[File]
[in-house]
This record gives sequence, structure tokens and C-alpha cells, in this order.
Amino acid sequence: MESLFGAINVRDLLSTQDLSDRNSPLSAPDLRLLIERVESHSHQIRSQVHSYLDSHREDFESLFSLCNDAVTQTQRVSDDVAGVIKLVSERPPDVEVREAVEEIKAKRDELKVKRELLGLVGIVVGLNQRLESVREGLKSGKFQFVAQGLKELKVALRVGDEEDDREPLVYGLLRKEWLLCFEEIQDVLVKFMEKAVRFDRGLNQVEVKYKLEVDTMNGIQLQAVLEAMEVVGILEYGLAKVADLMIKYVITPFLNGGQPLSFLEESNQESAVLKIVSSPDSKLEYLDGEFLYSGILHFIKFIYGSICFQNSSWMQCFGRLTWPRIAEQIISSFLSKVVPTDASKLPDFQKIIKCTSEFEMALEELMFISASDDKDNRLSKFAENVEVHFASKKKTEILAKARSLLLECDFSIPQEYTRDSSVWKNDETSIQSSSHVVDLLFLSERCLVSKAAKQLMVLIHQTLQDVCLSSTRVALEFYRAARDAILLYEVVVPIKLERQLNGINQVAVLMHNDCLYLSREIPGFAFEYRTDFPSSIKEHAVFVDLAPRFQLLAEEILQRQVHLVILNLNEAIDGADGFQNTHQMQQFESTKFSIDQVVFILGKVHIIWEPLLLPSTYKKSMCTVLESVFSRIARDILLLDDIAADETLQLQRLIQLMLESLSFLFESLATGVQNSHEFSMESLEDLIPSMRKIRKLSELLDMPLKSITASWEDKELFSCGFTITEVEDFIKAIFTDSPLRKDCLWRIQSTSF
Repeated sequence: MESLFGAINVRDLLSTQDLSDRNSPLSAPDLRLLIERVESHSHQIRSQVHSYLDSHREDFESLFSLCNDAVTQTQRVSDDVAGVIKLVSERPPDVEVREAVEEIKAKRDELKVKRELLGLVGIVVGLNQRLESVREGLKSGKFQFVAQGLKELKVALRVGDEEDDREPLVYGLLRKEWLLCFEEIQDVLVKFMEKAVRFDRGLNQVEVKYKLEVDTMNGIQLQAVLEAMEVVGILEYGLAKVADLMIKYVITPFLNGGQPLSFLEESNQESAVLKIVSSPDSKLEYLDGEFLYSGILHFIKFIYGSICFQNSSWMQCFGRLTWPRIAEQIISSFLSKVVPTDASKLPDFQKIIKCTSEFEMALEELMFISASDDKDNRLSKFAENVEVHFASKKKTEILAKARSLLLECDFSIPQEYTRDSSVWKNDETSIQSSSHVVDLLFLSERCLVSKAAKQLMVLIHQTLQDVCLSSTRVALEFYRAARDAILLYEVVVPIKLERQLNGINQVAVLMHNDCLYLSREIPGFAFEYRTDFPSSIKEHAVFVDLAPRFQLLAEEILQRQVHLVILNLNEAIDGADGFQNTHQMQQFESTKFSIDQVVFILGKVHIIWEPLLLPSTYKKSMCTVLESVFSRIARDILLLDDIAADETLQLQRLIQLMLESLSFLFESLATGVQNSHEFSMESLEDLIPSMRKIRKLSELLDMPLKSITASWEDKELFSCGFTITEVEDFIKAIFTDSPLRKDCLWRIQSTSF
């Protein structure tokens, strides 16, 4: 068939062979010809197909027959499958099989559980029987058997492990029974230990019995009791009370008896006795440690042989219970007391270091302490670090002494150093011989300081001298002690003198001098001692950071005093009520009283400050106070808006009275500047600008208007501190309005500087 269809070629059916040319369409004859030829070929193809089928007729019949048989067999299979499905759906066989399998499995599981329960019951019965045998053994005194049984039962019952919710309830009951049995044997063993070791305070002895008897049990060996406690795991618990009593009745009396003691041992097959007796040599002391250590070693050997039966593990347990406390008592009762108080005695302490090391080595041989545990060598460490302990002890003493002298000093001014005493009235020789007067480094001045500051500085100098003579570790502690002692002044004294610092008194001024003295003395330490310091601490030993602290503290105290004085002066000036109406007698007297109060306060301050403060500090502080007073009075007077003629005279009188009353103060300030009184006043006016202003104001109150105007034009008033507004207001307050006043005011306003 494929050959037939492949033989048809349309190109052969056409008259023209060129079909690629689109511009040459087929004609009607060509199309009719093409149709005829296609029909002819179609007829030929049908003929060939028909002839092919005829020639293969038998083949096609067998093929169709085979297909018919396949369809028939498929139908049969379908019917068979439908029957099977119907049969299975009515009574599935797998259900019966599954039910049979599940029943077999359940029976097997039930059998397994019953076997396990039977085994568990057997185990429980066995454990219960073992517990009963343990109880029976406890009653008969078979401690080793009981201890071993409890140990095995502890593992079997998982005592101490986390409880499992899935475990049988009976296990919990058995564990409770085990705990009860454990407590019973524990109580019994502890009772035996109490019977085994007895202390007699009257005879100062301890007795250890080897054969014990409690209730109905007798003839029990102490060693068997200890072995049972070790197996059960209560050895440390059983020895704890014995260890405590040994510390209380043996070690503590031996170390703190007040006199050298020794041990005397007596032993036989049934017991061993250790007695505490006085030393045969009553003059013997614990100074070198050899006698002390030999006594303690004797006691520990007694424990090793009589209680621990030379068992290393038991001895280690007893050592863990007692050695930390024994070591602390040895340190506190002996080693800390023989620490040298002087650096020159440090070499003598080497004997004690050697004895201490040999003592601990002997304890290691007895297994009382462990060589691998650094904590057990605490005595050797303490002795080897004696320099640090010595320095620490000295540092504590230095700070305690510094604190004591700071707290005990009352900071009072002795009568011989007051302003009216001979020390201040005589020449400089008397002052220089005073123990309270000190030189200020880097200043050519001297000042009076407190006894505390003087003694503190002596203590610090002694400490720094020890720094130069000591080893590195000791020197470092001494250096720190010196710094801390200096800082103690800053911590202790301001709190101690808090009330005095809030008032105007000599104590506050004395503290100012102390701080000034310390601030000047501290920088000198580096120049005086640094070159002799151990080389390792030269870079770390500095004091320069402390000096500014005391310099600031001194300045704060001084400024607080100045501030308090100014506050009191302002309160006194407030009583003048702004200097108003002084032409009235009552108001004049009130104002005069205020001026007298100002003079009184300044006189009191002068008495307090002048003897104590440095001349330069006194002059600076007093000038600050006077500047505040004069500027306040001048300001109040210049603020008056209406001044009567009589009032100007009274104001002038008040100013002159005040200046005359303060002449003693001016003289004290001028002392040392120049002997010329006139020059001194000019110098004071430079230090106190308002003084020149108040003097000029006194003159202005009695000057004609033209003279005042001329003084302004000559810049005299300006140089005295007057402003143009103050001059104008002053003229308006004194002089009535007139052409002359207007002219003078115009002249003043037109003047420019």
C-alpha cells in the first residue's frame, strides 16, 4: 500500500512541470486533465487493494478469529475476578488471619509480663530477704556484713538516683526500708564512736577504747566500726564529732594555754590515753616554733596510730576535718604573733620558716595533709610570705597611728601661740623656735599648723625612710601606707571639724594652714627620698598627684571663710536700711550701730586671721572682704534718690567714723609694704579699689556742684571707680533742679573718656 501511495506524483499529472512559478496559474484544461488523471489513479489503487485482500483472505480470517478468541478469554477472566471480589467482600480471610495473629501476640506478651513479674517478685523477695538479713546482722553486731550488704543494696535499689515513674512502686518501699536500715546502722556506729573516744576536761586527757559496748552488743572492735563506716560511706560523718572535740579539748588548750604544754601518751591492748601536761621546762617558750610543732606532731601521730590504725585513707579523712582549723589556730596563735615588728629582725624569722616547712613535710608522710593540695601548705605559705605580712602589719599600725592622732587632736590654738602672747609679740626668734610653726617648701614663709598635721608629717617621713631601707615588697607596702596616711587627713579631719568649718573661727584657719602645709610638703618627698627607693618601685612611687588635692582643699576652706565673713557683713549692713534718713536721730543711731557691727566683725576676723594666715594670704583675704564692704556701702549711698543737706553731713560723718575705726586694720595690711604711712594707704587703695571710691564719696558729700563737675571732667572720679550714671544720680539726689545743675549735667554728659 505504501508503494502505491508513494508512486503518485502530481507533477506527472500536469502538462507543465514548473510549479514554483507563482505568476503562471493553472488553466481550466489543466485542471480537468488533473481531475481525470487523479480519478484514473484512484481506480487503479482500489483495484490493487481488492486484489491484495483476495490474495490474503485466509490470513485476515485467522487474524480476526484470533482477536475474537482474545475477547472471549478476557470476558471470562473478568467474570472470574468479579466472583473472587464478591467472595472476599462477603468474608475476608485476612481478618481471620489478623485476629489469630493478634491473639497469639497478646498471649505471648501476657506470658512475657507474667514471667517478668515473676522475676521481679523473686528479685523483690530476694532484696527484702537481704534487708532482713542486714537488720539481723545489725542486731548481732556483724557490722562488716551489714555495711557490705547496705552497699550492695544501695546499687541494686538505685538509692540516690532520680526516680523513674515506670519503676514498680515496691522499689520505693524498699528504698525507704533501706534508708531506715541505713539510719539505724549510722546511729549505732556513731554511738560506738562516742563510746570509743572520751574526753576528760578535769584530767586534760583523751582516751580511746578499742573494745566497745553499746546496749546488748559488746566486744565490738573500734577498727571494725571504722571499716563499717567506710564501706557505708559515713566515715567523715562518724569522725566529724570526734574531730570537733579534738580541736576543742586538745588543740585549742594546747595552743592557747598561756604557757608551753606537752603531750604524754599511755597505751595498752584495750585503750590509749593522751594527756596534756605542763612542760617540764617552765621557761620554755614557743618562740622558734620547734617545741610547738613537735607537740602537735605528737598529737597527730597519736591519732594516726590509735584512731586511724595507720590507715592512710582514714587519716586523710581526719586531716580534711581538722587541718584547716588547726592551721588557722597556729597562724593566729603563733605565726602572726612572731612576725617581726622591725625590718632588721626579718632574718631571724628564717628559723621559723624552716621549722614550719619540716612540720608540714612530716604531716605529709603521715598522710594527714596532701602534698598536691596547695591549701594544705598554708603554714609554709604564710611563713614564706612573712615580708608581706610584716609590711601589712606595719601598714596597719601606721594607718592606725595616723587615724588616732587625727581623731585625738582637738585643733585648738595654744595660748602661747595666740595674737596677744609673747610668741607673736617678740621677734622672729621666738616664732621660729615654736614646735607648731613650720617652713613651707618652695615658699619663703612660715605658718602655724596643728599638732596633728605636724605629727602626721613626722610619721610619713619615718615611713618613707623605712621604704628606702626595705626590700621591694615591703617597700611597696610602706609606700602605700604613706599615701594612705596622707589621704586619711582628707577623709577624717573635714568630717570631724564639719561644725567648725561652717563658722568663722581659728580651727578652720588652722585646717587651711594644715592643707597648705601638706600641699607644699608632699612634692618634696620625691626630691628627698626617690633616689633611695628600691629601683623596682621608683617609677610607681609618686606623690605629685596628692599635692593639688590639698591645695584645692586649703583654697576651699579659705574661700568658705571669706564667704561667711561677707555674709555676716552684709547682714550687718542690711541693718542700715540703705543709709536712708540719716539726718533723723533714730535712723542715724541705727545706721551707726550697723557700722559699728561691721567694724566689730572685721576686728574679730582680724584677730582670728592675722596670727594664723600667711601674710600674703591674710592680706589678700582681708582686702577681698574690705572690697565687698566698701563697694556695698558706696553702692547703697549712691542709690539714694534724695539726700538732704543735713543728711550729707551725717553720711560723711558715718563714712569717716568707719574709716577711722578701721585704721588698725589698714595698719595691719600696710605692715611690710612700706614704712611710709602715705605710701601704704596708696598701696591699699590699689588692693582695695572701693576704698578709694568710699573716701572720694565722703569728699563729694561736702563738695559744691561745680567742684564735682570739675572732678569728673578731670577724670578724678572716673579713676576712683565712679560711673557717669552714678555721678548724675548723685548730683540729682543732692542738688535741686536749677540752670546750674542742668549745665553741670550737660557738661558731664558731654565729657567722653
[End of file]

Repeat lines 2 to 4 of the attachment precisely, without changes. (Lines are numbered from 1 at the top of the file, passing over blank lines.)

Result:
This record gives sequence, structure tokens and C-alpha cells, in this order.
Amino acid sequence: MESLFGAINVRDLLSTQDLSDRNSPLSAPDLRLLIERVESHSHQIRSQVHSYLDSHREDFESLFSLCNDAVTQTQRVSDDVAGVIKLVSERPPDVEVREAVEEIKAKRDELKVKRELLGLVGIVVGLNQRLESVREGLKSGKFQFVAQGLKELKVALRVGDEEDDREPLVYGLLRKEWLLCFEEIQDVLVKFMEKAVRFDRGLNQVEVKYKLEVDTMNGIQLQAVLEAMEVVGILEYGLAKVADLMIKYVITPFLNGGQPLSFLEESNQESAVLKIVSSPDSKLEYLDGEFLYSGILHFIKFIYGSICFQNSSWMQCFGRLTWPRIAEQIISSFLSKVVPTDASKLPDFQKIIKCTSEFEMALEELMFISASDDKDNRLSKFAENVEVHFASKKKTEILAKARSLLLECDFSIPQEYTRDSSVWKNDETSIQSSSHVVDLLFLSERCLVSKAAKQLMVLIHQTLQDVCLSSTRVALEFYRAARDAILLYEVVVPIKLERQLNGINQVAVLMHNDCLYLSREIPGFAFEYRTDFPSSIKEHAVFVDLAPRFQLLAEEILQRQVHLVILNLNEAIDGADGFQNTHQMQQFESTKFSIDQVVFILGKVHIIWEPLLLPSTYKKSMCTVLESVFSRIARDILLLDDIAADETLQLQRLIQLMLESLSFLFESLATGVQNSHEFSMESLEDLIPSMRKIRKLSELLDMPLKSITASWEDKELFSCGFTITEVEDFIKAIFTDSPLRKDCLWRIQSTSF
Repeated sequence: MESLFGAINVRDLLSTQDLSDRNSPLSAPDLRLLIERVESHSHQIRSQVHSYLDSHREDFESLFSLCNDAVTQTQRVSDDVAGVIKLVSERPPDVEVREAVEEIKAKRDELKVKRELLGLVGIVVGLNQRLESVREGLKSGKFQFVAQGLKELKVALRVGDEEDDREPLVYGLLRKEWLLCFEEIQDVLVKFMEKAVRFDRGLNQVEVKYKLEVDTMNGIQLQAVLEAMEVVGILEYGLAKVADLMIKYVITPFLNGGQPLSFLEESNQESAVLKIVSSPDSKLEYLDGEFLYSGILHFIKFIYGSICFQNSSWMQCFGRLTWPRIAEQIISSFLSKVVPTDASKLPDFQKIIKCTSEFEMALEELMFISASDDKDNRLSKFAENVEVHFASKKKTEILAKARSLLLECDFSIPQEYTRDSSVWKNDETSIQSSSHVVDLLFLSERCLVSKAAKQLMVLIHQTLQDVCLSSTRVALEFYRAARDAILLYEVVVPIKLERQLNGINQVAVLMHNDCLYLSREIPGFAFEYRTDFPSSIKEHAVFVDLAPRFQLLAEEILQRQVHLVILNLNEAIDGADGFQNTHQMQQFESTKFSIDQVVFILGKVHIIWEPLLLPSTYKKSMCTVLESVFSRIARDILLLDDIAADETLQLQRLIQLMLESLSFLFESLATGVQNSHEFSMESLEDLIPSMRKIRKLSELLDMPLKSITASWEDKELFSCGFTITEVEDFIKAIFTDSPLRKDCLWRIQSTSF